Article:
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October 28. 2013 10:39PM

Sox Beat

Dave D'Onofrio's Sox Beat: Boston comes up big when things are looking bleak

Boston Red Sox left fielder Jonny Gomes (right) is welcomed back to the dugout after hitting a three-run home run against the St. Louis Cardinals in the sixth inning during game four of the MLB baseball World Series at Busch Stadium Sunday night. (H.Darr Beiser-USA TODAY Sports)

BY THE organization's own recent standards, the Red Sox weren't a team that hit a lot of home runs for much of this season.

They finished with 178, which ranked fifth in the American League, but that was buoyed by the 39 they hit in September and the eight they hit on a single night against Detroit. But through 140 games they'd gone deep 140 times, and no Boston team has slugged as few as a homer per game since Butch Hobson's underwhelming bunch in 1993.

In the postseason, the homers have — naturally, given the quality of the competition standing on the mound — been even fewer and farther between. During the regular season, the Sox averaged a homer every 31.7 at-bats; this postseason it's been every 54.1 at-bats.

But, as they say, timing is everything.

When the Cardinals pitched around David Ortiz in the sixth inning of a tie game Sunday night — despite the fact that Dustin Pedroia already occupied first base — and Jonny Gomes sent a 387-foot blast to the visitors' bullpen, the emergency left fielder not only gave Boston a 4-1 lead but also presented the latest example of the decisive weapon the long ball has been for the Sox during this postseason.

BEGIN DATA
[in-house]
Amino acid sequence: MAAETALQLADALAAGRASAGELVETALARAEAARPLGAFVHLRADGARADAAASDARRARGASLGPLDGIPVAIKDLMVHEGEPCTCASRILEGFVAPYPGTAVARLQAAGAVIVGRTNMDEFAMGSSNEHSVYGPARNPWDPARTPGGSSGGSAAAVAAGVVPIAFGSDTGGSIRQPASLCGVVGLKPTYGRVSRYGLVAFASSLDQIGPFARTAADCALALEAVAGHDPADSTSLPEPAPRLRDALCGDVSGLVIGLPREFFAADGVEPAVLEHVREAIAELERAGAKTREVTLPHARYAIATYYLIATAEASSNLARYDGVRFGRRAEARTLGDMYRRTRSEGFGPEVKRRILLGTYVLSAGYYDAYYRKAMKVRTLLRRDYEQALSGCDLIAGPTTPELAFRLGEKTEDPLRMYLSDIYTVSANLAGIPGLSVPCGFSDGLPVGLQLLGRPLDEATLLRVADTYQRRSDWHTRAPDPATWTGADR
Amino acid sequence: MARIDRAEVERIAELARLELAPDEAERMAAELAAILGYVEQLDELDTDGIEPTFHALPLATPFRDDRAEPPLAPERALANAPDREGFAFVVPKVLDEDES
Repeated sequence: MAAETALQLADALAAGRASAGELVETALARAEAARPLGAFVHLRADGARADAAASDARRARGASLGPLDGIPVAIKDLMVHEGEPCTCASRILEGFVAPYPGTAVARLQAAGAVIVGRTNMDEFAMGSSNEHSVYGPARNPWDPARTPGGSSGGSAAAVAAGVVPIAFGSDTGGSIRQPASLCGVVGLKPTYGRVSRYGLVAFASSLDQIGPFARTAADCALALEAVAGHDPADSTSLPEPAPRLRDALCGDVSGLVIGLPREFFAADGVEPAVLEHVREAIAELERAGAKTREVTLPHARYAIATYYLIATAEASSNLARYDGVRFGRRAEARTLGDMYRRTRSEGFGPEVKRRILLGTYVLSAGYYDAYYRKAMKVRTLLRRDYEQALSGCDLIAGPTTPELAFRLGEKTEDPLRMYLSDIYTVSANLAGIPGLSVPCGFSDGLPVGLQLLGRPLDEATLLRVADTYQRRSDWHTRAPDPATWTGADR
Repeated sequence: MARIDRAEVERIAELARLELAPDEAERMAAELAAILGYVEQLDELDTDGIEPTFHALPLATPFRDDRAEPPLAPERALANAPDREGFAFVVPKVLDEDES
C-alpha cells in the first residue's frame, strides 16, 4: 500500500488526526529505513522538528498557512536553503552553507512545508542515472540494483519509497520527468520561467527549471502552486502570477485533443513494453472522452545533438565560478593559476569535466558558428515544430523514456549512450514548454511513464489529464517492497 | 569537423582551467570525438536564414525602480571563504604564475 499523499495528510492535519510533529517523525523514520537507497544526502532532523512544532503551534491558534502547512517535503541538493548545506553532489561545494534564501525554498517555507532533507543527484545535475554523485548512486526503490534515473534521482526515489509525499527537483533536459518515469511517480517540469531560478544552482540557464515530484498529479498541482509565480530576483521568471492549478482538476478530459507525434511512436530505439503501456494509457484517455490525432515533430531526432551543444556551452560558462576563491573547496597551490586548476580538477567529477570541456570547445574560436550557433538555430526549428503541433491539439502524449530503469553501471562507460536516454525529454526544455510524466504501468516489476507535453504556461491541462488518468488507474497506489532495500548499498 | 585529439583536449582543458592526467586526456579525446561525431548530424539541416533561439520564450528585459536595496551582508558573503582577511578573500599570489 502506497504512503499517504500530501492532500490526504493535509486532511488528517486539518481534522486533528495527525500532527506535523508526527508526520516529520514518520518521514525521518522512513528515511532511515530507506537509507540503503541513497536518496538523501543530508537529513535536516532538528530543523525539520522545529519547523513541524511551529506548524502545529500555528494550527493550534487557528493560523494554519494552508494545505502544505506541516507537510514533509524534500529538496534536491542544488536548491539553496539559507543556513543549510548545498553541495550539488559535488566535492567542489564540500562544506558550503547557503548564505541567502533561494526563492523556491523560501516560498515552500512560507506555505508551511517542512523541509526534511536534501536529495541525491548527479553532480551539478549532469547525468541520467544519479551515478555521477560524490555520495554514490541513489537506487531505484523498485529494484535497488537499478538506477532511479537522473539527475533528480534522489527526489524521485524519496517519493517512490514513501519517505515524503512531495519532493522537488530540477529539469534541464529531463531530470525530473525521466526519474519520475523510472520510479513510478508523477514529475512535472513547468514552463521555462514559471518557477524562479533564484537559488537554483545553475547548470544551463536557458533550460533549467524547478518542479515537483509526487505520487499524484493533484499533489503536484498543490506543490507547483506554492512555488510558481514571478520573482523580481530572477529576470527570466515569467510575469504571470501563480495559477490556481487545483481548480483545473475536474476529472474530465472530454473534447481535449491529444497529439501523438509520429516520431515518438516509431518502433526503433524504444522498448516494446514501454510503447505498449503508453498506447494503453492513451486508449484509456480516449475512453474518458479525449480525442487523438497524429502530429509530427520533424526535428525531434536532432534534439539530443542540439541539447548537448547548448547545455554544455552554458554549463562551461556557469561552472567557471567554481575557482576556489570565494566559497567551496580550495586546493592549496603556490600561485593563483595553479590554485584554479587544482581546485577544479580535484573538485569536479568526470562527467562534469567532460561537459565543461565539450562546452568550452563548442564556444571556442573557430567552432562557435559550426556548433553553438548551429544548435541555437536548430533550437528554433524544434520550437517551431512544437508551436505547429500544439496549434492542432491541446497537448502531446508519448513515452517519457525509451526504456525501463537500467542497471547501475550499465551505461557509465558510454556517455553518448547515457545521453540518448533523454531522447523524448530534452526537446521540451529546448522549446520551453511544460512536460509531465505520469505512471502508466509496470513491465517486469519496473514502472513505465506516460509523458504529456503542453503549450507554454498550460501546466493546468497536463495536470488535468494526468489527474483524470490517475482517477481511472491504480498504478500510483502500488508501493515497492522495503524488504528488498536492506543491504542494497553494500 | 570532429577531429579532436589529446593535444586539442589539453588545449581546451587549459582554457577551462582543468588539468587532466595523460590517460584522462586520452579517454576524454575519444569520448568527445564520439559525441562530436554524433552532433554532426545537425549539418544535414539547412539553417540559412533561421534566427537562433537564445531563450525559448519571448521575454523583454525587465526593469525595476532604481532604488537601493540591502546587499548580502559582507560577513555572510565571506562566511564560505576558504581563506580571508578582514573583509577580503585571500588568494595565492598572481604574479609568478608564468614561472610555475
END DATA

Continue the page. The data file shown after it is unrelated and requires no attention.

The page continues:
The simplest way to put it is this: In these playoffs, the Red Sox are 7-1 when they homer in a game; they're 3-4 when they don't.

And looking at those blasts a little bit more closely, Baseball Reference's win expectancy calculations show that Boston's home runs haven't merely been part of those victories; they've been among the primary reasons why the club is just one triumph away from celebrating a World Series championship.

The calculations aim to figure out how much the result of each play in a game changes a team's probability of winning that contest, based on the score and the situation at the point the play begins and when the play ends.

For example, Gomes' clout Sunday night increased the Red Sox's probability of winning from 49 percent to 87 percent. In one mighty swing, he improved his team's chance of winning by 38 percent.

And that's been the way these Sox have been getting it done of late. Through Game 4 of the World Series, the Sox hadnotched six hits that improved their win expectancy by at least 20 percent — and five of those hits were homers. Meanwhile, four hits had improved their likelihood by at least 33 percent.

Five of their nine blasts this postseason have taken the Sox from a probability of 50-50 or worse to a point where they were favored. One rather famously tied the game — Ortiz's Game 2 grand slam in the ALCS — while Gomes' shot Sunday was the sixth that has given the Sox the lead. A third, homer, Mike Napoli's shot off Justin Verlander, provided the only scoring in Game 3 of the ALCS.